Shape of Design
I just finished reading through The Shape of Design by Frank Chimero. I took my time with this book, even though it is a slim book and I could have read it in one sitting, I split it up over the course of a week - reading a bit each day and then chewing on what I had read. I’ve long admired Frank’s writing and his speaking. Thank God for videos of the speaking since I’ve never seen him in person. I backed this book right away and am so glad I did. It was definitely worth the wait to receive it.
Instead of actually reviewing and going through the book, I’m just going to pull some of my favorite quotes out of it and let you get intrigued and hopefully buy it yourself. These are the things I chewed over and came back to after reading each section. Since I read the epub version of the book and pages change based on orientation, I’m just giving the chapter for my location in the book.
The relationship between form and purpose - How and Why - is symbiotic. But despite this link, Why is usually neglected, because How is more easily framed. It is easier to recognize the failures of technique than those of strategy or purpose.
I really enjoyed the way he talks about getting started, that we rush past the objectives of a project into how to do it way too often, I know I am guilty of this on many occasions.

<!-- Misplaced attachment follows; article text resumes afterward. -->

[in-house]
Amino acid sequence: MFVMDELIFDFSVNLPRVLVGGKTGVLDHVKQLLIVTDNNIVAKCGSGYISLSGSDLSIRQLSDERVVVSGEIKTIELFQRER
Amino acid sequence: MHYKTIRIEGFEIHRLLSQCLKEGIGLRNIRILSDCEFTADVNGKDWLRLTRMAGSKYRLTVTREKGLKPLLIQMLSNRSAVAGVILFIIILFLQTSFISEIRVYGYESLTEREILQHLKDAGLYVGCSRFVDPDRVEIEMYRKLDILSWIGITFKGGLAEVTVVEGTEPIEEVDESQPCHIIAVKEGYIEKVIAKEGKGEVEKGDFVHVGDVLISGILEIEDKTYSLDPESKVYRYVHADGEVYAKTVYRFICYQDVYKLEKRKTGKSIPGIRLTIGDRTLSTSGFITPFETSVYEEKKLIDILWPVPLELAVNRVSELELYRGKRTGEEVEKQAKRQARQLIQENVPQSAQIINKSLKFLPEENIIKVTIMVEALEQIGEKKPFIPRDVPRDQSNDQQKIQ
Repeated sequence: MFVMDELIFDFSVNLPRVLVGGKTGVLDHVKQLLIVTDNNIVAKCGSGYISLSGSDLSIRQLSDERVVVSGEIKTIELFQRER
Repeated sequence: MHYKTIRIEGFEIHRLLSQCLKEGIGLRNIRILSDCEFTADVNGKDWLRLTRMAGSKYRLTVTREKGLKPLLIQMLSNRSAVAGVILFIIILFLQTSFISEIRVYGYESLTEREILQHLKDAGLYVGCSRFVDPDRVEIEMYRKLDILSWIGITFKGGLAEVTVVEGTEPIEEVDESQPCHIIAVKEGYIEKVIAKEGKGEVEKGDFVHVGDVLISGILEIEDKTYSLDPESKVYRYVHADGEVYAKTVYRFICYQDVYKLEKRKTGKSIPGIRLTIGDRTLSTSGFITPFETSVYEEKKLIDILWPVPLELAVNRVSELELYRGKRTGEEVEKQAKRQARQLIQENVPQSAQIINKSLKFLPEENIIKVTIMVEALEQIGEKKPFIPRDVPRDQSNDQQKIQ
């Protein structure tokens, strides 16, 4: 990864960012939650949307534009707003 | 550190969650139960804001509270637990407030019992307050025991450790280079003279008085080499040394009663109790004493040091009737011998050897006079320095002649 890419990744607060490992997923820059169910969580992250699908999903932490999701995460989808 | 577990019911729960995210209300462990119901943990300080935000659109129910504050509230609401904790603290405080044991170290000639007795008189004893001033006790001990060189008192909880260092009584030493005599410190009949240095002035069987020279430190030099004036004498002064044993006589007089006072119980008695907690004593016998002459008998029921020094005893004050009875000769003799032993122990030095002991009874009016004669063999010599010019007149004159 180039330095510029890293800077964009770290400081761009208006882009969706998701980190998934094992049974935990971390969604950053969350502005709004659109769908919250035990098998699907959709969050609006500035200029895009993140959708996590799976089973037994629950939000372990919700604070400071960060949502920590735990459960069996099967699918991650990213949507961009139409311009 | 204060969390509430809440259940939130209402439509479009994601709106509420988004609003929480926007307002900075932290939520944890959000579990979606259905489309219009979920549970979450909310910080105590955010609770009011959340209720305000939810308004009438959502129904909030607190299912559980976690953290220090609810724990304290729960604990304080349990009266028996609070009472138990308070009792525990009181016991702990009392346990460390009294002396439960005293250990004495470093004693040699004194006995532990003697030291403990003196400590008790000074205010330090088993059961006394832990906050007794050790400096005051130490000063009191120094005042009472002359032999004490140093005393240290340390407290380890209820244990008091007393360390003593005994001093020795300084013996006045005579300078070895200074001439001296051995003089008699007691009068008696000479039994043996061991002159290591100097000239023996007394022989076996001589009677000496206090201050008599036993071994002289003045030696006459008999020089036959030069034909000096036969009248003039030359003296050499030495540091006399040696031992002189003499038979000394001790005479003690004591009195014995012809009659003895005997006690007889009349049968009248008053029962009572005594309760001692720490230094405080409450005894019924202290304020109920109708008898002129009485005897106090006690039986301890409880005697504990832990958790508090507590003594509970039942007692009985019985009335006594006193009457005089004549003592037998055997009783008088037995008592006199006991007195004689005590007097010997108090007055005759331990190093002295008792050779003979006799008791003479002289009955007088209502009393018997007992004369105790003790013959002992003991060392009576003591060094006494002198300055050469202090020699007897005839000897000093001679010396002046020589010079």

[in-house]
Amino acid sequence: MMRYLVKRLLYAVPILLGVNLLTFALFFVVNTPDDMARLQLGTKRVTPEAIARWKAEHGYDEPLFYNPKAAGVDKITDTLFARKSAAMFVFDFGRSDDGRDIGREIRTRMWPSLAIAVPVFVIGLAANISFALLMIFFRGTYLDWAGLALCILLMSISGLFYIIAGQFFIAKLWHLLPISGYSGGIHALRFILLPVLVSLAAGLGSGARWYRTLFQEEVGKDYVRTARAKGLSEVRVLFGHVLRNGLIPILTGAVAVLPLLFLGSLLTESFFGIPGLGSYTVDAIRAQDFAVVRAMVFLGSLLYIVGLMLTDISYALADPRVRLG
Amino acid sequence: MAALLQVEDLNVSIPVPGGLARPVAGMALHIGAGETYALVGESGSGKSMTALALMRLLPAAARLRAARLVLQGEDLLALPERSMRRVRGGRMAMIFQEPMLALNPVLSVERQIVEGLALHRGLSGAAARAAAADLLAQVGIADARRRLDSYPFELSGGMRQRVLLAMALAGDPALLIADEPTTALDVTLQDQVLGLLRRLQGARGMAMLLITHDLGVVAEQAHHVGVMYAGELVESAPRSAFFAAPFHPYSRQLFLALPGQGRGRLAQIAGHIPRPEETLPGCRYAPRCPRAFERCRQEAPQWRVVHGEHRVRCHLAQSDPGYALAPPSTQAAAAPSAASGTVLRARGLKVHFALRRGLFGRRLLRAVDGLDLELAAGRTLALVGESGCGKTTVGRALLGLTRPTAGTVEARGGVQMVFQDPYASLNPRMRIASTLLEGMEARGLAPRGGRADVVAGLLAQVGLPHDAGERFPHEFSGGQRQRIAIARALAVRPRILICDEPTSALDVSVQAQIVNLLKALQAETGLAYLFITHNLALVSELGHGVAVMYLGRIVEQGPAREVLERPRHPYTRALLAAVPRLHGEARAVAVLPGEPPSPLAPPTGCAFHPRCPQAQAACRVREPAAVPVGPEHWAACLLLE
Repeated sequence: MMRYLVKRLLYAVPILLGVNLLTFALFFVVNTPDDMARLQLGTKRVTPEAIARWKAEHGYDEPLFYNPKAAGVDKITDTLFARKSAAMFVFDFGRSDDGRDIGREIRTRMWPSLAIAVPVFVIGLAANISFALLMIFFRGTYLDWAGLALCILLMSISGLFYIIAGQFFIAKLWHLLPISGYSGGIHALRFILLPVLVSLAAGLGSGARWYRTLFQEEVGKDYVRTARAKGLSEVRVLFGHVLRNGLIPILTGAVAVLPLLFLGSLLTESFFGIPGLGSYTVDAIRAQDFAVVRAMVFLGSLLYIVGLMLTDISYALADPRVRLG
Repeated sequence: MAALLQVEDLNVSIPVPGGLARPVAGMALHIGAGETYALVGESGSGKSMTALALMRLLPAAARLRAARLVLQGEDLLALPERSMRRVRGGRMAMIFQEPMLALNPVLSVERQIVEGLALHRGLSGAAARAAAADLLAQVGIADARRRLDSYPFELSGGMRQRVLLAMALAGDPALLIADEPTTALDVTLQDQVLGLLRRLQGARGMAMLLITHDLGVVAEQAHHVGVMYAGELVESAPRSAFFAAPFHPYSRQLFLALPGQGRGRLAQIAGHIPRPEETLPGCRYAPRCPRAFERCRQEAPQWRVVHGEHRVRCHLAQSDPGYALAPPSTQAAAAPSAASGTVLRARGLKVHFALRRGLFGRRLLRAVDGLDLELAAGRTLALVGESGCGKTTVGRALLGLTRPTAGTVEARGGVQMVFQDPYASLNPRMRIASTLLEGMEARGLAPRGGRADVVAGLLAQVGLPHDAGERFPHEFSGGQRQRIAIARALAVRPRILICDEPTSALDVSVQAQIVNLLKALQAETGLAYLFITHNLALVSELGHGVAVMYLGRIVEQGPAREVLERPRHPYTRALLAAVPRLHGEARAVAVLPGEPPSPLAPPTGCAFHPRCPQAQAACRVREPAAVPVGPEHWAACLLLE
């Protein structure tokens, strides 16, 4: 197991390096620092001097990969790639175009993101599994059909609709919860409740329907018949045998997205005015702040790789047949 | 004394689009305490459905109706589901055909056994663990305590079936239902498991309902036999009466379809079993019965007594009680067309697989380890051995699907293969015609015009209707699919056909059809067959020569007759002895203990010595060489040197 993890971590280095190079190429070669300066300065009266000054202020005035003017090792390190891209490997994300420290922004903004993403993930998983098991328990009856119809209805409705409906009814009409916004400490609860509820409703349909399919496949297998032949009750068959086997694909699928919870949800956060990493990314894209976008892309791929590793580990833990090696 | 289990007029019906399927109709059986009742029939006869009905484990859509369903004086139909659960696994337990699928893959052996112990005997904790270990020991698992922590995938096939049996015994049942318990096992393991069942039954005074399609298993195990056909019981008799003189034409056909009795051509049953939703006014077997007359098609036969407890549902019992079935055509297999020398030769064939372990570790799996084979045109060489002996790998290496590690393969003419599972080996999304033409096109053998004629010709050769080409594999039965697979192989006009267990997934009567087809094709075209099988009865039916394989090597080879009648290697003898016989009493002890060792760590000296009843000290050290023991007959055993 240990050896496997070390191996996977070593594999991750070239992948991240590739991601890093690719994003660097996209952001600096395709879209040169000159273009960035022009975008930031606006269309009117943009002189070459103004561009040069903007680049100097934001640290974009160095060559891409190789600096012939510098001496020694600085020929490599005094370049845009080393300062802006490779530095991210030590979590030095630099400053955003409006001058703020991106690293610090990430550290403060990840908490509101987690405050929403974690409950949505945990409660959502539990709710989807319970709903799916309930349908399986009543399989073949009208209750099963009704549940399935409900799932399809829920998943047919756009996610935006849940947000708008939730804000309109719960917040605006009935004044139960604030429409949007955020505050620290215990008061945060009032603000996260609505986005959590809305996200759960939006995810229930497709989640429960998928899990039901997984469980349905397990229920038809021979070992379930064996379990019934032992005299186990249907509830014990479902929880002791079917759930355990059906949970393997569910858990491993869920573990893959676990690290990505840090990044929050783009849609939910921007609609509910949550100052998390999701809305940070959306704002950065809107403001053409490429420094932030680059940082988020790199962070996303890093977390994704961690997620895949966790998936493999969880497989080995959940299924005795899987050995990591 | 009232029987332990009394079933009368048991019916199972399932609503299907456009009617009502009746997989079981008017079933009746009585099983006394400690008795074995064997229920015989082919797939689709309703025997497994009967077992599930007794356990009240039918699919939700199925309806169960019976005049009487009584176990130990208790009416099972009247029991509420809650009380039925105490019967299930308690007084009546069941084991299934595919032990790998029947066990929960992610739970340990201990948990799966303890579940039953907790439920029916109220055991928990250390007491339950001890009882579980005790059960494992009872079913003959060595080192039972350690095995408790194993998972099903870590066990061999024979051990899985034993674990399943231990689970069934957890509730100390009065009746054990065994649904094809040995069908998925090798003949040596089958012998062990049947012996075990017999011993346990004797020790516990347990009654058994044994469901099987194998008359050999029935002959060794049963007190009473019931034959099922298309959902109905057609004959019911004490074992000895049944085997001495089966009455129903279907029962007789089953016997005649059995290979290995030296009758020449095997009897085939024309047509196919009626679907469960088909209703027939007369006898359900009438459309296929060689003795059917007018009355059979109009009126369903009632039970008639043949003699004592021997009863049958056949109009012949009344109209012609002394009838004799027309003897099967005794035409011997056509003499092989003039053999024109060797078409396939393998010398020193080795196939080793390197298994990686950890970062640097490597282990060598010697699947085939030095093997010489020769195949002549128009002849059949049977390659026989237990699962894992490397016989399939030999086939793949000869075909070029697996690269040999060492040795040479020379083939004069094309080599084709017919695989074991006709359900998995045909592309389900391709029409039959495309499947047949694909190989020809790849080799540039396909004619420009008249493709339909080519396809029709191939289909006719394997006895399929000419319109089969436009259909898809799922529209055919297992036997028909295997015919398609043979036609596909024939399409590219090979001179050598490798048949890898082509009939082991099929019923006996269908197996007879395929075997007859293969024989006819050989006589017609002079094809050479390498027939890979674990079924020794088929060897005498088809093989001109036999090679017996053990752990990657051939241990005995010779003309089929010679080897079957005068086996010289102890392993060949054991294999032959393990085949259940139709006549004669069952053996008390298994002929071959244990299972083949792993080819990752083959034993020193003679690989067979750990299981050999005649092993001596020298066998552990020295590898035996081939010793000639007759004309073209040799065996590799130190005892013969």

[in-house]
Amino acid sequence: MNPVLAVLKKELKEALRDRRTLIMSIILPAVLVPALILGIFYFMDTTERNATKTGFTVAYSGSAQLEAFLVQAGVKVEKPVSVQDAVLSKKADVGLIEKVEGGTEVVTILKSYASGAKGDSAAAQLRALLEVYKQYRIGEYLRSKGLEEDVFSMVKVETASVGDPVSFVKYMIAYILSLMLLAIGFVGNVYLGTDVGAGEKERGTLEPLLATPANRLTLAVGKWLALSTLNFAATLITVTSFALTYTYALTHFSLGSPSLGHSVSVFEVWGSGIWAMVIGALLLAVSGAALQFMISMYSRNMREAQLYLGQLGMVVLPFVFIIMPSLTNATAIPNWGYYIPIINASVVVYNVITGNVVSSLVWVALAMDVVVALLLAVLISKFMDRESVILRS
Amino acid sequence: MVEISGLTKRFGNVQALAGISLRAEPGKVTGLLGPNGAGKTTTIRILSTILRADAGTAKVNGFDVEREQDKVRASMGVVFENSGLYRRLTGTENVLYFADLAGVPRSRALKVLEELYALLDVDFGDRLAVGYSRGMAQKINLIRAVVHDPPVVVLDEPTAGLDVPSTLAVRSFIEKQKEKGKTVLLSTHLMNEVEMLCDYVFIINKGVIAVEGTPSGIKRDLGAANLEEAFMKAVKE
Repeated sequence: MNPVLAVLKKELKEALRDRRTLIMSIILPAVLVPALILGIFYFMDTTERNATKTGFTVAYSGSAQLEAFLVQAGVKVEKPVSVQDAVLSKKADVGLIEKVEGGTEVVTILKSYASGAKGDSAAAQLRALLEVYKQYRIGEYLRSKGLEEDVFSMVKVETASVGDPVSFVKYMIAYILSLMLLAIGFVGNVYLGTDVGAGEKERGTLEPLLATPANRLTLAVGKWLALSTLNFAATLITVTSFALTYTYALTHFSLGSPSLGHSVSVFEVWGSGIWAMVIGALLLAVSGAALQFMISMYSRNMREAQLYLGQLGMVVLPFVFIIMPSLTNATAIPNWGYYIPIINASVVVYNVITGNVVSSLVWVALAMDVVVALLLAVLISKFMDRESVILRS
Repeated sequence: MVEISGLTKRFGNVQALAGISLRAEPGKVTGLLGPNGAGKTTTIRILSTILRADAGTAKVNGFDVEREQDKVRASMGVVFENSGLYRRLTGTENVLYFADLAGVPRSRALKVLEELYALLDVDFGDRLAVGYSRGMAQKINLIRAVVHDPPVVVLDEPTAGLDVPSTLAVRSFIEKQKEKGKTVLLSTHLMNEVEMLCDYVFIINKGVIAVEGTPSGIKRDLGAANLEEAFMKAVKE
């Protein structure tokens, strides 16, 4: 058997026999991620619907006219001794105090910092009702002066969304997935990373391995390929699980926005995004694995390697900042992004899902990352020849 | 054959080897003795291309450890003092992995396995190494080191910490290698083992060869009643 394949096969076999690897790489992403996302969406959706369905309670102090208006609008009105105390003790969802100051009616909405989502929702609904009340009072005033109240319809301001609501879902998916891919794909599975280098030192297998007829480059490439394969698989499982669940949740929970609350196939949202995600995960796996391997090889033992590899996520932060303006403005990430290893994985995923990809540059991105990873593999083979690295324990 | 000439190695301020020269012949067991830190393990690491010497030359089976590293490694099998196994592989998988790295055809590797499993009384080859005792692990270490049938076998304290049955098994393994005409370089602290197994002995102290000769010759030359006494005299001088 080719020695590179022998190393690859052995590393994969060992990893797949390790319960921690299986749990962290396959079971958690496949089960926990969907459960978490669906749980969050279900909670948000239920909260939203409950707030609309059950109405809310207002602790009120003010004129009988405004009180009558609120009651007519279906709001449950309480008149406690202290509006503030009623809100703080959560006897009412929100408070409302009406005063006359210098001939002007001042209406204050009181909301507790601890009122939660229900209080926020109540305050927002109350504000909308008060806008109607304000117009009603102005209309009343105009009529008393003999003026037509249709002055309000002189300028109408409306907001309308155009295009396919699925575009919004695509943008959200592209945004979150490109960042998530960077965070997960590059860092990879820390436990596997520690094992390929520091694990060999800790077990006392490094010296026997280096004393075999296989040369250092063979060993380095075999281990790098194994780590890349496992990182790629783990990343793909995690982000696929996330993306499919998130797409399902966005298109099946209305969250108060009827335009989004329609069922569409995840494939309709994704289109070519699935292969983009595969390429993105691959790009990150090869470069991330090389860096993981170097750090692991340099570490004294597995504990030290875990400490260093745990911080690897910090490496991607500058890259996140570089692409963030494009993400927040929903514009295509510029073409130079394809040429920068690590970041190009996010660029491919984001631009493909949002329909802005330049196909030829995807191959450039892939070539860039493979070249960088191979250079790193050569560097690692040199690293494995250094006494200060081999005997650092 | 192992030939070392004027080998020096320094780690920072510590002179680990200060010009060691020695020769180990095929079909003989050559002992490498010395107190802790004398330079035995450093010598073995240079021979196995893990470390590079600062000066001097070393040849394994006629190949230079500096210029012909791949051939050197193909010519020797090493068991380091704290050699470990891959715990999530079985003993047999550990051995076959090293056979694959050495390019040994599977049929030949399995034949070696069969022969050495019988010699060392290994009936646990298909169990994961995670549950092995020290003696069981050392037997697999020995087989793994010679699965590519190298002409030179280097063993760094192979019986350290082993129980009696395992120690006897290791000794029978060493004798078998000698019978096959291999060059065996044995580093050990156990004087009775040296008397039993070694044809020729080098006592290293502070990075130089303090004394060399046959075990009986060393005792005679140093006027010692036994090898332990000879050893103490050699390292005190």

The first step of any process should be to define the objectives of the work with Why-based questions. The second step, however, should be to put those objectives in a drawer. Objectives guide the process toward an effective end, but they don’t do much to help one get going.
But the objectives aren’t enough, we need some freedom to explore and play.
Using the structure and affordances of content, tone, and format, once can riff on how the elements interplay and come to exceptional ends.
I absolutely love the way he uses jazz as a reference point for design. I think that making changes, being inspired, and riffing, as he puts it, is exactly how good design is achieved and it takes time.
[W]e monologue to listen.
I talk to myself quite a bit and in the book the idea of talking to oneself as a way of listening comes up. That listening is the most important part of a conversation and I love that.
It means that products of design are not autonomous objects, but are creations that bridge in-between spaces to provide a way toward an intended outcome. … A train station that doesn’t create a lust for exploration is flawed, just as a cathedral that doesn’t inspire awe is a failure.
The leap between what we design and how that interacts with the world is so well put and made me actually stop and think about what I consider successful design and what I consider failures.
[T]he things that we make are more than just objects. They’re the way we paint pictures of what’s to come. They are the projects that give us license to imagine a better future for ourselves and everyone else. These objects represent the promises that we make to one another and symbolize the connections between us.
This is what the book is all about to me. We create, but our creations are about so much more than just the objects. So much can be wrapped up in them and they can do so much more in the world than we sometimes imagine.
Thanks Frank, for such a thought provoking read. I will most definitely be reading it again.